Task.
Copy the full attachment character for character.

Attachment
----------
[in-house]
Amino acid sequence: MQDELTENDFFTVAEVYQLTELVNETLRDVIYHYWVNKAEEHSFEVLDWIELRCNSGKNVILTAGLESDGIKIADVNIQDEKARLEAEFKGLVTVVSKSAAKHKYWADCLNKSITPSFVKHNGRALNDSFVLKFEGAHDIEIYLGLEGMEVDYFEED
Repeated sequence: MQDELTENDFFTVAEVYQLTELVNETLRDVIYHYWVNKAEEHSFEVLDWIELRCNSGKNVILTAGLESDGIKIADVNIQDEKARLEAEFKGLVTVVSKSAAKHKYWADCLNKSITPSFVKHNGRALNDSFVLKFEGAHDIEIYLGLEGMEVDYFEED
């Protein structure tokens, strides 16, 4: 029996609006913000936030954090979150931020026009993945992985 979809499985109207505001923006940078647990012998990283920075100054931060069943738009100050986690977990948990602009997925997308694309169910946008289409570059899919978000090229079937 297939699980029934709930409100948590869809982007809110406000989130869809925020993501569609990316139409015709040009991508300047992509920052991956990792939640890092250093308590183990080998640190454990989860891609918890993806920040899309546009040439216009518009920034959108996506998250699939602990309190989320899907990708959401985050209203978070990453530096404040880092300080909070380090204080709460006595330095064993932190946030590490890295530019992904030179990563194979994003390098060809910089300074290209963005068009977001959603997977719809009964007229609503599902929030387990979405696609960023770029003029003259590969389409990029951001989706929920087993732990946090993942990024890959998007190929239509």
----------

[in-house]
Amino acid sequence: MQDELTENDFFTVAEVYQLTELVNETLRDVIYHYWVNKAEEHSFEVLDWIELRCNSGKNVILTAGLESDGIKIADVNIQDEKARLEAEFKGLVTVVSKSAAKHKYWADCLNKSITPSFVKHNGRALNDSFVLKFEGAHDIEIYLGLEGMEVDYFEED
Repeated sequence: MQDELTENDFFTVAEVYQLTELVNETLRDVIYHYWVNKAEEHSFEVLDWIELRCNSGKNVILTAGLESDGIKIADVNIQDEKARLEAEFKGLVTVVSKSAAKHKYWADCLNKSITPSFVKHNGRALNDSFVLKFEGAHDIEIYLGLEGMEVDYFEED
């Protein structure tokens, strides 16, 4: 029996609006913000936030954090979150931020026009993945992985 979809499985109207505001923006940078647990012998990283920075100054931060069943738009100050986690977990948990602009997925997308694309169910946008289409570059899919978000090229079937 297939699980029934709930409100948590869809982007809110406000989130869809925020993501569609990316139409015709040009991508300047992509920052991956990792939640890092250093308590183990080998640190454990989860891609918890993806920040899309546009040439216009518009920034959108996506998250699939602990309190989320899907990708959401985050209203978070990453530096404040880092300080909070380090204080709460006595330095064993932190946030590490890295530019992904030179990563194979994003390098060809910089300074290209963005068009977001959603997977719809009964007229609503599902929030387990979405696609960023770029003029003259590969389409990029951001989706929920087993732990946090993942990024890959998007190929239509």